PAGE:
Aureole etc.

Golden Age singers

Nimbus on-line

Faure songs
Charlotte de Rothschild (soprano);

  Founder: Len Mullenger
Classical Editor: Rob Barnett



Aix Records

Fryderik CHOPIN (1810 - 1849)
Ballade #1 in g, Op 23 (1835) [5.36]
Ballade #2 in F, Op 38 (1839) [8.24]
Ballade #3 in Ab, Op 47 (1841) [9.40]
Ballade #4 in f, Op 52 (1842) [4.59]
Anita Chang, piano
Recorded at the Zipper Auditorium, Los Angeles, California, USA, 31 August 2000.
Video track and four audio tracks: MLP 5.1 Surround, Dolby Digital 5.1 "Audience" Mix, DTS "Stage" Mix, PCM Stereo.
Printed technical notes and comments on performer in English.
On screen biography, session photographs, and commentary on Chopin by Dr. (University of Texas) Chang as well as complete video of the performance.
Mark Waldrep: producer, recording and mastering engineer and artistic direction.
playable on DVD players and DVD-Audio players. Not playable on CD players.

Comparison Recording:
Tamás Vásáry, piano BBC Music Magazine CD Volume V, No. 9

Elsewhere I have praised Tamás Vásáry for playing the music of Chopin as though it were by Schubert. Are the Ballades Schubert? Well, yes, in a funny kind of way they are, and I do prefer Vásáry on these works also. But these are among Chopin’s finest works, and the work of a genius invites — no, requires — a multiplicity of approaches. Chang’s is a somewhat cooler but equally valid approach, one I am glad to have heard, one I find much merit in. Her piano tone and the nobility of her drama and the clarity of her phrasing, captured so brilliantly in high resolution sound, are exquisite throughout.

The artist began piano studies at five years old and played her first public concert at the age of eight. She was formerly Assistant Professor of Piano at Westfield State College in Massachusetts and currently is on the faculty of California State University at the Dominguez Hills campus — Dominguez Hills being one of those new huge residential cities which surround Los Angeles and which were nothing but sagebrush and jackrabbits 30 years ago. The video performance reveals an interesting feature: Dr. Chang changes her hairdo and dress for each of the four works. I confess I am not and probably never will be able to evaluate critically the match but at least it shows a systematic mind and a sense of complete dedication. The short timing of this disk must be balanced against the fact of its having four audio versions in high resolution sound plus a complete video track in addition to still session photographs and information screens, plus a set-up utility for balancing your speakers.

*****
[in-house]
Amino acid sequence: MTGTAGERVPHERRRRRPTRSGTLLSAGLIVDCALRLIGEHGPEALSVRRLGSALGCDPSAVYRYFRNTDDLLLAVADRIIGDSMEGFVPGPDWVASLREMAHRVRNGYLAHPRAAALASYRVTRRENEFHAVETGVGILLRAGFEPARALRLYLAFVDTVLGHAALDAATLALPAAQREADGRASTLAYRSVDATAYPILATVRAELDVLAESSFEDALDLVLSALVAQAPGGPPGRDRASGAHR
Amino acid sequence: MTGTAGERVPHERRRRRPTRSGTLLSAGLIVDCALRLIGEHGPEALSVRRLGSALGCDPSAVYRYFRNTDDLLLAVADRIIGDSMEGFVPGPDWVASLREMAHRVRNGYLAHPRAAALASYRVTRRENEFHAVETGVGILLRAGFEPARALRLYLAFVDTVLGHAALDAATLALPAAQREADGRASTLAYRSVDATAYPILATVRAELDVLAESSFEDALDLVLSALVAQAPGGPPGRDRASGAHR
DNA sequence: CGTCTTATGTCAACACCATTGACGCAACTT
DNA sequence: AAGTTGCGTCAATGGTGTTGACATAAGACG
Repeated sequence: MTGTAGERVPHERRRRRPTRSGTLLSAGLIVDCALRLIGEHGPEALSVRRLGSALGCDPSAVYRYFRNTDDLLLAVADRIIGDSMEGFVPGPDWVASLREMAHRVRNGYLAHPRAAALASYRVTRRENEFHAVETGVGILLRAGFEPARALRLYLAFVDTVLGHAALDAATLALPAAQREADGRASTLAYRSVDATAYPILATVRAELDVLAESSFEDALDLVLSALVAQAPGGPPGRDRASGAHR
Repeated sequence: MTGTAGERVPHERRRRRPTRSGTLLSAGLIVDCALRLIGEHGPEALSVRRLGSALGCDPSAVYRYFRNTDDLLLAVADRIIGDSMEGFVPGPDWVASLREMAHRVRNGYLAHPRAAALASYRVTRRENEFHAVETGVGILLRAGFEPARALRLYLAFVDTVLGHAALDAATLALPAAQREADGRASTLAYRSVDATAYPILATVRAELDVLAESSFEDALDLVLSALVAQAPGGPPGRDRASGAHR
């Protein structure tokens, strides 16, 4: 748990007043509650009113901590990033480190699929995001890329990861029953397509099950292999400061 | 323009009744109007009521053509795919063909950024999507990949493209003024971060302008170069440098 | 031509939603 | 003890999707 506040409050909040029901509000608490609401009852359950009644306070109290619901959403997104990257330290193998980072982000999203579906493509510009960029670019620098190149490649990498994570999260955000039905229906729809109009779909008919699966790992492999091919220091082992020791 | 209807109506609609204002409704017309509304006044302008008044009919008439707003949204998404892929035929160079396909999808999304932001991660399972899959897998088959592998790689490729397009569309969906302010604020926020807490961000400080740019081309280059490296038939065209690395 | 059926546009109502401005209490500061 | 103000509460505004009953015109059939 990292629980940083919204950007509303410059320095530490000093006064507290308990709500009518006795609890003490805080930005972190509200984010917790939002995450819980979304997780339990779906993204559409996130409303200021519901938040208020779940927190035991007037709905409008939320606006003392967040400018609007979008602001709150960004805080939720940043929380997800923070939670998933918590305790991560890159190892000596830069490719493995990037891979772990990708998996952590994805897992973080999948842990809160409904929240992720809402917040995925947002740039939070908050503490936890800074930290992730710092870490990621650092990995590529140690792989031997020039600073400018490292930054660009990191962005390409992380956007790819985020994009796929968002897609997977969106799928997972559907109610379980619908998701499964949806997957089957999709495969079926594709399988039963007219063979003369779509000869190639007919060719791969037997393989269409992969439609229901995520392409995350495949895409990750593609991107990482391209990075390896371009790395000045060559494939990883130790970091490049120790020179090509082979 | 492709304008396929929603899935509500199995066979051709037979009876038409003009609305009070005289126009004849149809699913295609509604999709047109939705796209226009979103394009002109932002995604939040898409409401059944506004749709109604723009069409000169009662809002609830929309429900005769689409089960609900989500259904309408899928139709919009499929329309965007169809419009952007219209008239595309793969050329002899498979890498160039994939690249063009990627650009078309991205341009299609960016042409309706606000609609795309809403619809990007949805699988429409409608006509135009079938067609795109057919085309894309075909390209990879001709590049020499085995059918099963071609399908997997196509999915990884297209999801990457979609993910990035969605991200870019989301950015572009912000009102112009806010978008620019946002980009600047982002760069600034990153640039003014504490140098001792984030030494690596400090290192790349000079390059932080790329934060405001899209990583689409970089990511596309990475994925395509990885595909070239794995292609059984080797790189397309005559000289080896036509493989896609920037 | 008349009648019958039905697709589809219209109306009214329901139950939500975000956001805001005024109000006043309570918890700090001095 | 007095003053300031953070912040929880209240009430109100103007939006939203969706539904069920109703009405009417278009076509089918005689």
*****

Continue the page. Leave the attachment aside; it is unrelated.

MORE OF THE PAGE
It is a pleasure to watch Dr. Chang work and that is what we do throughout, we simply watch her play, with no sunsets, flowers, or cute doggies to "interpret" the music for us. The microphones are visible but have been carefully placed so as not to intrude into the picture, but there are quite a few of them. Since each audio version required a full set of microphones, it looks like about a dozen in all.

To see how this disk would play in a regular DVD (video) player I put it, with the blue side facing up, in my new Sony DVD/SACD player which contains a 96kHz audio chip and DTS capability. There is also a firm notice in the booklet that it does not (sniff!) play DVD-Audio disks. The usual piracy warning appears on the video screen and then the AIX logo (unfortunately a noisy one!) and then the audio/video set-up menu. It doesn’t matter what you select here since at any time you can switch back and forth between the showcard announcement and the live picture with the ANGLE button, or between the "Stage" and "Auditorium" mixes with the AUDIO button. The former makes the piano sound like it is actually right there in your music room, with appropriate acoustics, and the latter places the piano a little distance away in the front speakers with only a reverberant sound in the rear speakers. I preferred the stage mix, as the piano sound filled the room with exquisite fullness and detail, but some might prefer the auditorium sound. Or you might change your mind with your mood.

When playing the disk with the red side facing up in a DVD-Audio player, one has the same options with even better quality sound, although it seemed that the video quality was somewhat lower, but this could be due to its being viewed here on a different set.

This disk is not packaged in the medium tall jewelcase that seems to be the standard for DVD-Audio, but in a taller clear jewelcase nearer the size of the customary DVD package, presumably because since it will play as a DVD video and you might want to shelve it along with your other ones.

Paul Shoemaker

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